This review in two parts, one from a lay reader perspective, and one from a Masonic perspective.
The Masonic perspective can be found here.
Dan Brown’s new book, The Lost Symbol, reminded me of a parable. A parable is a story embellished with perhaps some grains of reality to convey a broader idea of truth. Dan Brown in his new book, The Lost Symbol,
Brown, at his finest, is a genius at writing parables. The The Da Vinci Code
Read Part 2: The Lost Symbol – The Symbol of the Symbolism
In his latest book, The Lost Symbol
I do wonder if the book was conceived on a walking tour of Washington
Science plays an interesting role in this book too, and with another Masonic twist. The nascent field of Noetic Sciences
As I mentioned, this review will be split in two, and the goal of the 2nd is to look more at the Masonic connections and connotations. But as the book itself was about Freemasonry, it is important to note that Brown’s treatment of Masonry was very tender, almost to much so. Early on, Brown goes to GREAT lengths to debunk and say what Freemasonry isn’t, covering the “is masonry a religion” issue, and even guffawing at the notion of secret geometric grids in the streets of Washington. Even the infamous MASON on the great seal on the back of the 1 dollar bill gets a quick walk on, only to of been used as a dodge for something else. Brown really did write this book with the fate of Freemasonry in mind, in parts almost writing as if he were creating one of our own brochures (perhaps off which he copied his passage) saying very strongly in his main character’s voice “In this age when different cultures are killing each other over whose definition of God is better, one could say the Masonic tradition of tolerance and open-mindedness is commendable.” Brown does go out of his way to weave in all manner of Hermetic, Gnostic, Rosicrucian, and Cabalistic ideas into the offering, but not in a way to dominate the reader into submission of belief, but to paint the picture that the ideas of Freemasonry, in their age and wisdom, are not wholly a Judeo-Christian construct, more on that in a bit in part 2.
Like past Brown novels, the story soon out paces the stage settings and takes over as a thriller and this book is no different. Its pace reaching a fever pitch of intrigue, manipulation, and murder, while embroiled in the ancient mystery of a “Masonic pyramid”. There are a few gasp moments for the reader, and plot spins that I didn’t see coming until hit square in the face by them. And the story winds out with a tragic dilemma, which brings me back to the idea that the story itself was a modern retelling of an ancient parable.
:: spoiler alert::
Caravaggio (1573-1610) The Sacrifice of Isaac
The parable I mention is from the bible. In that sacred text, very early in Genesis (chapter 22 to be exact) Abraham is commanded by God to sacrifice his son Isaac as a show of his allegiance to his faith in God. In that past parable, the test of faith is tremendous as the eldest born of Abraham is the greatest sacrifice that he can give, and give he does, willing at the command of God. In the very last seconds, Abraham is spared, his faith proven, and a ram is substituted for his son. In the climax of The Lost Symbol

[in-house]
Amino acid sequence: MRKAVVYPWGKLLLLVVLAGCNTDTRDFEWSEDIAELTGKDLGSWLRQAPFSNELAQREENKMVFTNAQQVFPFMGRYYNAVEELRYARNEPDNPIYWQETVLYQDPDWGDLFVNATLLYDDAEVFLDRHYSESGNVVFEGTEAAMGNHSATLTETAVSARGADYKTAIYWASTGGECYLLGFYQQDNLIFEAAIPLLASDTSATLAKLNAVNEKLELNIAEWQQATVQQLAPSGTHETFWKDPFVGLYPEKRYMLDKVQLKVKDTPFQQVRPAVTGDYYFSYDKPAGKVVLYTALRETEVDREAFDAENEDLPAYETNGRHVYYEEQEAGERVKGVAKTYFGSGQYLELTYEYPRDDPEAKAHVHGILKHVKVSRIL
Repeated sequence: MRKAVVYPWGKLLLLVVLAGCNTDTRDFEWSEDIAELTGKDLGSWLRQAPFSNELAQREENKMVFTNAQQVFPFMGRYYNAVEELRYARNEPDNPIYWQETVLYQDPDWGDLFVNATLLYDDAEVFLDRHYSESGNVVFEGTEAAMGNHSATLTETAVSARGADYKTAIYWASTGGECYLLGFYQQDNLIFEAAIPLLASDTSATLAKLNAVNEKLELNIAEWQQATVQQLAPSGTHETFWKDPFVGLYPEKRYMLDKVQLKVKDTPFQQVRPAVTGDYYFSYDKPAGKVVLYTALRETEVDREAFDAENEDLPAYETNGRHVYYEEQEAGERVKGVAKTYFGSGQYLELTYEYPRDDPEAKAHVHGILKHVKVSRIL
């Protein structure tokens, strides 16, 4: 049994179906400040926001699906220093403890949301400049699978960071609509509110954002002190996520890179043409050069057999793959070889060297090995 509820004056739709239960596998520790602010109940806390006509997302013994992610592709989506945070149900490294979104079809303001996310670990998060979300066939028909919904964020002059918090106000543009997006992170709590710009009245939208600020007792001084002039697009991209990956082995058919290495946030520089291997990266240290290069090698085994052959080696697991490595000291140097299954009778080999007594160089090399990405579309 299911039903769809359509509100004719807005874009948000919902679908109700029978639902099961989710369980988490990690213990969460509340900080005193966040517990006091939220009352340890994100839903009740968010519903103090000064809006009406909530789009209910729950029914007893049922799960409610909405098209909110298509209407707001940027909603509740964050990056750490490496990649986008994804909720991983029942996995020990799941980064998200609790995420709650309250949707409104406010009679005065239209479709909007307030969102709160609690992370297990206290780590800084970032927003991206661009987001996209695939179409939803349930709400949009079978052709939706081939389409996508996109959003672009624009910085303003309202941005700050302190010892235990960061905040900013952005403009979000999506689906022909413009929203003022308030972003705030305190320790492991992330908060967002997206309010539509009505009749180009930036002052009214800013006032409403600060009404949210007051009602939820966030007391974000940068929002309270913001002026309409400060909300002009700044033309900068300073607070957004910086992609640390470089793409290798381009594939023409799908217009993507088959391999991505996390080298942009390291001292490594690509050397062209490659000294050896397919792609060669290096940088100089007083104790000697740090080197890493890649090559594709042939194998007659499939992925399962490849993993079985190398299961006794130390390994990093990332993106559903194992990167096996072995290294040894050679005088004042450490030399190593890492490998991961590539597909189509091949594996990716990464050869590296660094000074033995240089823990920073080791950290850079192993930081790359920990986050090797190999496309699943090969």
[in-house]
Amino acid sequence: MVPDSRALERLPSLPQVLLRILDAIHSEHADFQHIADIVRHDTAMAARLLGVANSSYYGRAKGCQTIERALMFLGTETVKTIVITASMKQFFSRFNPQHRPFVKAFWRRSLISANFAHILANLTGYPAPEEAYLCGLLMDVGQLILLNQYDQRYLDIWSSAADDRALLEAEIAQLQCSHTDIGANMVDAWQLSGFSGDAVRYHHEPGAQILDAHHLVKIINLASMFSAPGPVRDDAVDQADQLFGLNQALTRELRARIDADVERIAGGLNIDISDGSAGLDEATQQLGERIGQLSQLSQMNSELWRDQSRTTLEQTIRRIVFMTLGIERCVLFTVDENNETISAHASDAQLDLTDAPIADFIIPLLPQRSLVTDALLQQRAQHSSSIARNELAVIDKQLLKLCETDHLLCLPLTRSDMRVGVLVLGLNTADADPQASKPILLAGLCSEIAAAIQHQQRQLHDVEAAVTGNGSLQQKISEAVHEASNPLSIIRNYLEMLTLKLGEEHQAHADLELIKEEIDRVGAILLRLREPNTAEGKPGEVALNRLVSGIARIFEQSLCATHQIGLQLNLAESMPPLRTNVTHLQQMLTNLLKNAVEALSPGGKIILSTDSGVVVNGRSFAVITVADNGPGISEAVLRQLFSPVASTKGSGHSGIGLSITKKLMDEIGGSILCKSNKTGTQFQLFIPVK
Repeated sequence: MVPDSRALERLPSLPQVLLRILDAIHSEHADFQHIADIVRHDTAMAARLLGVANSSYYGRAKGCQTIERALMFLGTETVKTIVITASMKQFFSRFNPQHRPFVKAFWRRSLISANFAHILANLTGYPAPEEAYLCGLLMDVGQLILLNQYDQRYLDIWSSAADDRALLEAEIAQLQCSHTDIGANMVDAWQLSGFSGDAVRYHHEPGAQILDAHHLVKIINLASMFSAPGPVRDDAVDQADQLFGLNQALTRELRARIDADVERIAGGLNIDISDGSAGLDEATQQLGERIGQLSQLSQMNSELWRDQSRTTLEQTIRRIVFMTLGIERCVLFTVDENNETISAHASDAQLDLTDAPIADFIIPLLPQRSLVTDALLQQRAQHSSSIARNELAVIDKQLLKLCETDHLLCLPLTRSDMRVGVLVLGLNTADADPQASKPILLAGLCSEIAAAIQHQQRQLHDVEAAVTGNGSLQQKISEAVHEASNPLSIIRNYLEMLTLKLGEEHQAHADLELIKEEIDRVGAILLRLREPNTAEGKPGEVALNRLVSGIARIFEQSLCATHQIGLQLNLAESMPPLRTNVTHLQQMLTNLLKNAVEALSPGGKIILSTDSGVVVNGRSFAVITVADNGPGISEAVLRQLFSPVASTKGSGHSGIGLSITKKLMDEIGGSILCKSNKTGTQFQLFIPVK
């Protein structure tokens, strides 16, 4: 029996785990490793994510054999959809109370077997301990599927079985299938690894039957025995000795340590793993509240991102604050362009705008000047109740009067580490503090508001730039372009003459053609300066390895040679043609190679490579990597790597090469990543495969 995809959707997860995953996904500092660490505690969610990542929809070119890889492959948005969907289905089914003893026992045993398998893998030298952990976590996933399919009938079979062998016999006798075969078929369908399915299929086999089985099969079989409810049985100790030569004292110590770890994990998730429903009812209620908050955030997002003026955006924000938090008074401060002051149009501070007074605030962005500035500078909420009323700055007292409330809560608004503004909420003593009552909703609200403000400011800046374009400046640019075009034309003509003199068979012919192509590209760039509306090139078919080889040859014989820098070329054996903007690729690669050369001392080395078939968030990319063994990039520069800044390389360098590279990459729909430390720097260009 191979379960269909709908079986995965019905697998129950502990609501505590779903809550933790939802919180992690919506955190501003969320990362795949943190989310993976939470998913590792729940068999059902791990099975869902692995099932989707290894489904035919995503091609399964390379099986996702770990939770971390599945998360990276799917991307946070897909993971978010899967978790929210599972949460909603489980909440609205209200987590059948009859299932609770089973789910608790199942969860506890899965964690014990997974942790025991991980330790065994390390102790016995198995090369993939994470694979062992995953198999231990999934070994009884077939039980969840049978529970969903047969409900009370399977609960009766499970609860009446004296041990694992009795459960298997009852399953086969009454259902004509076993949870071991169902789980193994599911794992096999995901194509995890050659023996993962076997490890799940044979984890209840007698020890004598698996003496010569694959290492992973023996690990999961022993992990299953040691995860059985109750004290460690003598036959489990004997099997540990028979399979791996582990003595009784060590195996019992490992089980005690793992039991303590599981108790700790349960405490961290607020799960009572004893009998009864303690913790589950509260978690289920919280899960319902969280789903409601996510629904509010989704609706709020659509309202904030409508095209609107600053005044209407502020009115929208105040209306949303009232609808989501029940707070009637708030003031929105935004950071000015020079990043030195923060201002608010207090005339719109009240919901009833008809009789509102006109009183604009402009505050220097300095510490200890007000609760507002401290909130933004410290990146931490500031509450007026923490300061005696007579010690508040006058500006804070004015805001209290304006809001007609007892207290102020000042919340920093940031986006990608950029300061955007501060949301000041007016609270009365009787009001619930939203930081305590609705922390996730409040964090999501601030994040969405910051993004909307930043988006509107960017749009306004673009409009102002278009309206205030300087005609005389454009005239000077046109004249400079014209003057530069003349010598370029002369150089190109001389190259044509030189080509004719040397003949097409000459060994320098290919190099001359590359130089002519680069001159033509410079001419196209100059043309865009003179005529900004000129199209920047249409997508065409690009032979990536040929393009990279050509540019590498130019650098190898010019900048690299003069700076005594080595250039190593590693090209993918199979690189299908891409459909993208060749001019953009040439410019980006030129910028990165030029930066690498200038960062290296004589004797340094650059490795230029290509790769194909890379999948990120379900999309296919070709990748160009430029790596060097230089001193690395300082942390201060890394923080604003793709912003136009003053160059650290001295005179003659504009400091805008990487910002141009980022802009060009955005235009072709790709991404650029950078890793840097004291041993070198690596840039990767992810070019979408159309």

The reason for this conclusion seems to me to be based in the preceding pages as repeatedly the ideas of the Hermetic law were repeated and stressed (As Above, So Below) and the bomb of the protagonist was not one of physical destruction, but of ideological chaos. To sacrifice the son would still bring chaos, absolute destruction, personally and publically.
The story wraps up and all the loose ends become tied in the neat bows that Brown manages to make following so many leads and loose ends. But the way in which the book reached its crescendo, not in a fiery explosion or an earth shattering revelation of biblical purport, was lack luster. The inclusion of the CIA, the cavalcade of 33rd degree masons and publicity of the who’s-who of Washington seemed to me an interesting plot point, but hardly reason to blow up historical property, and murder several innocent bystanders, but then, this is a suspense novel, and this YouTubian plot device was just as much a stage setting as the Masons themselves (twitter even got a mention to put the story in a contemporary but soon to be outdated setting).
Really, would the world be so traumatized to see people, who are already pretty open about being Masons, being Masons?
In the end, it was a good book, fun, flighty, suspenseful, with a few a-ha and gasp moments. Was it worth the 5 year wait, I’ll let you be the judge, but it was a nice testament to Freemasonry, and very tasteful in its portrayal of the ancient and honorable fraternity, to which I say thank you to Dan Brown. I give the book 7.5 out of 10 stars, and can say that I enjoyed reading it, and I think that you will too.
For those who read the book, but are wondering what Freemasonry is about, I recommend this Free E-book “What is Freemasonry?.”